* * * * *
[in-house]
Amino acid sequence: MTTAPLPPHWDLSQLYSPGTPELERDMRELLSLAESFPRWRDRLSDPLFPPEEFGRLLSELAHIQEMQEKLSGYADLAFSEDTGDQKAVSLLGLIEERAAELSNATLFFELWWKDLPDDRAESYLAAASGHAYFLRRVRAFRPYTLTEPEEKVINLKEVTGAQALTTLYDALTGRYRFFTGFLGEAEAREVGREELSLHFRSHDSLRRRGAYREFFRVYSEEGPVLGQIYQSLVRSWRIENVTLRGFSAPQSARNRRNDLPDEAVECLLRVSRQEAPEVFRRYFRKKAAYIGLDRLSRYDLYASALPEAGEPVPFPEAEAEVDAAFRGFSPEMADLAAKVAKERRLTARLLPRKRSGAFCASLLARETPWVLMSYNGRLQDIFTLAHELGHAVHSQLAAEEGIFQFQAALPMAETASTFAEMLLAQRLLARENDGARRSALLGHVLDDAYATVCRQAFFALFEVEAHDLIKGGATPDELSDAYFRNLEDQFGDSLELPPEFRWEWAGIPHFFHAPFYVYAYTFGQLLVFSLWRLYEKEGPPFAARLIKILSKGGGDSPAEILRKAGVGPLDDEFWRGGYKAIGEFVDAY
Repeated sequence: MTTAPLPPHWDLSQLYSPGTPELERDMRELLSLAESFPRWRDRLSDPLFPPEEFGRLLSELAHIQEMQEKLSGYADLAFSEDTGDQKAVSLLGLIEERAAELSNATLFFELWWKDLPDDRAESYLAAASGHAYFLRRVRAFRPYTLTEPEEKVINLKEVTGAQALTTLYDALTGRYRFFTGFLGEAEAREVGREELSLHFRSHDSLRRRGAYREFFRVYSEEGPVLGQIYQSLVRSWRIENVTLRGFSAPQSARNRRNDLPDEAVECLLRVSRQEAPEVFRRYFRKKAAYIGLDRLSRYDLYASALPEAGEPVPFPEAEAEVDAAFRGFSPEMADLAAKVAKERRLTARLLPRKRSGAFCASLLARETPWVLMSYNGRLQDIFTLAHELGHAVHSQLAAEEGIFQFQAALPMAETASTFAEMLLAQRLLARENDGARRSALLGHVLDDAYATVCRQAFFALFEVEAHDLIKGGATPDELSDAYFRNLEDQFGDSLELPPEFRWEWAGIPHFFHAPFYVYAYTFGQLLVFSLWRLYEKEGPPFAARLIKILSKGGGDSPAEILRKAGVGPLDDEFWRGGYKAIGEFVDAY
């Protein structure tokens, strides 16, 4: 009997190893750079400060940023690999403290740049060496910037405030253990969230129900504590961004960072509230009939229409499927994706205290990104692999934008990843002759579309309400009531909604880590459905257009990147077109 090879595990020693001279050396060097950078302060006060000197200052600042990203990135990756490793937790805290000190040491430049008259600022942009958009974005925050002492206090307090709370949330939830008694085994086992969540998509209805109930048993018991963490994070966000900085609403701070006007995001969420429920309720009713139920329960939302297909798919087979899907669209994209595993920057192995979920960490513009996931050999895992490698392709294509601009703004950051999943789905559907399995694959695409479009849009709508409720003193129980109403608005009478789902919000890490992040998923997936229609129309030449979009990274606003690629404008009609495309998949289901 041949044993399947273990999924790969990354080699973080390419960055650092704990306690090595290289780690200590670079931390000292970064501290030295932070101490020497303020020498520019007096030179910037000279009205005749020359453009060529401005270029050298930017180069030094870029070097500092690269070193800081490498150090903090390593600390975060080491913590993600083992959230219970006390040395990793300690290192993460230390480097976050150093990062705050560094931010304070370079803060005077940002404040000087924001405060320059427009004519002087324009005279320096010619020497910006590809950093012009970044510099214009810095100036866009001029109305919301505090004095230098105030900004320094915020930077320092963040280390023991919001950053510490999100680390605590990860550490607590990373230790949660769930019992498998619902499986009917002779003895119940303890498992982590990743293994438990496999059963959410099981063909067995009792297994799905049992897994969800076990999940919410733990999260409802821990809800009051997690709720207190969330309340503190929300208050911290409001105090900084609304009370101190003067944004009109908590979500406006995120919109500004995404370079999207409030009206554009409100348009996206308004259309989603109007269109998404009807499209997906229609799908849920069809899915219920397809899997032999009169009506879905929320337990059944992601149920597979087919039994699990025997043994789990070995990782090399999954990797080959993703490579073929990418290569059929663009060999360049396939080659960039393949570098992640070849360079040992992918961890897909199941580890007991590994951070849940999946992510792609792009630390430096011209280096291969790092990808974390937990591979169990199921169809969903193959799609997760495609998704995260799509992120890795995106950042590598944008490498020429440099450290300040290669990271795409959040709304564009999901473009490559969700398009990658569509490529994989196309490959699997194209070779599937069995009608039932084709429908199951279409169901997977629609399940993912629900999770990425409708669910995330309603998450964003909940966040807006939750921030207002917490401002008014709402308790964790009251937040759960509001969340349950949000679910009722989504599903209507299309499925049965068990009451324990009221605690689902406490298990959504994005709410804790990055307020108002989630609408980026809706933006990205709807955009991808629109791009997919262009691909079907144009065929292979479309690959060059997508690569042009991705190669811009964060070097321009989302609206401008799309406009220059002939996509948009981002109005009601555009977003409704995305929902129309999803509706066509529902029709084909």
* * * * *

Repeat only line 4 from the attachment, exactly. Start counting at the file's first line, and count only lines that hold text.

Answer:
């Protein structure tokens, strides 16, 4: 009997190893750079400060940023690999403290740049060496910037405030253990969230129900504590961004960072509230009939229409499927994706205290990104692999934008990843002759579309309400009531909604880590459905257009990147077109 090879595990020693001279050396060097950078302060006060000197200052600042990203990135990756490793937790805290000190040491430049008259600022942009958009974005925050002492206090307090709370949330939830008694085994086992969540998509209805109930048993018991963490994070966000900085609403701070006007995001969420429920309720009713139920329960939302297909798919087979899907669209994209595993920057192995979920960490513009996931050999895992490698392709294509601009703004950051999943789905559907399995694959695409479009849009709508409720003193129980109403608005009478789902919000890490992040998923997936229609129309030449979009990274606003690629404008009609495309998949289901 041949044993399947273990999924790969990354080699973080390419960055650092704990306690090595290289780690200590670079931390000292970064501290030295932070101490020497303020020498520019007096030179910037000279009205005749020359453009060529401005270029050298930017180069030094870029070097500092690269070193800081490498150090903090390593600390975060080491913590993600083992959230219970006390040395990793300690290192993460230390480097976050150093990062705050560094931010304070370079803060005077940002404040000087924001405060320059427009004519002087324009005279320096010619020497910006590809950093012009970044510099214009810095100036866009001029109305919301505090004095230098105030900004320094915020930077320092963040280390023991919001950053510490999100680390605590990860550490607590990373230790949660769930019992498998619902499986009917002779003895119940303890498992982590990743293994438990496999059963959410099981063909067995009792297994799905049992897994969800076990999940919410733990999260409802821990809800009051997690709720207190969330309340503190929300208050911290409001105090900084609304009370101190003067944004009109908590979500406006995120919109500004995404370079999207409030009206554009409100348009996206308004259309989603109007269109998404009807499209997906229609799908849920069809899915219920397809899997032999009169009506879905929320337990059944992601149920597979087919039994699990025997043994789990070995990782090399999954990797080959993703490579073929990418290569059929663009060999360049396939080659960039393949570098992640070849360079040992992918961890897909199941580890007991590994951070849940999946992510792609792009630390430096011209280096291969790092990808974390937990591979169990199921169809969903193959799609997760495609998704995260799509992120890795995106950042590598944008490498020429440099450290300040290669990271795409959040709304564009999901473009490559969700398009990658569509490529994989196309490959699997194209070779599937069995009608039932084709429908199951279409169901997977629609399940993912629900999770990425409708669910995330309603998450964003909940966040807006939750921030207002917490401002008014709402308790964790009251937040759960509001969340349950949000679910009722989504599903209507299309499925049965068990009451324990009221605690689902406490298990959504994005709410804790990055307020108002989630609408980026809706933006990205709807955009991808629109791009997919262009691909079907144009065929292979479309690959060059997508690569042009991705190669811009964060070097321009989302609206401008799309406009220059002939996509948009981002109005009601555009977003409704995305929902129309999803509706066509529902029709084909």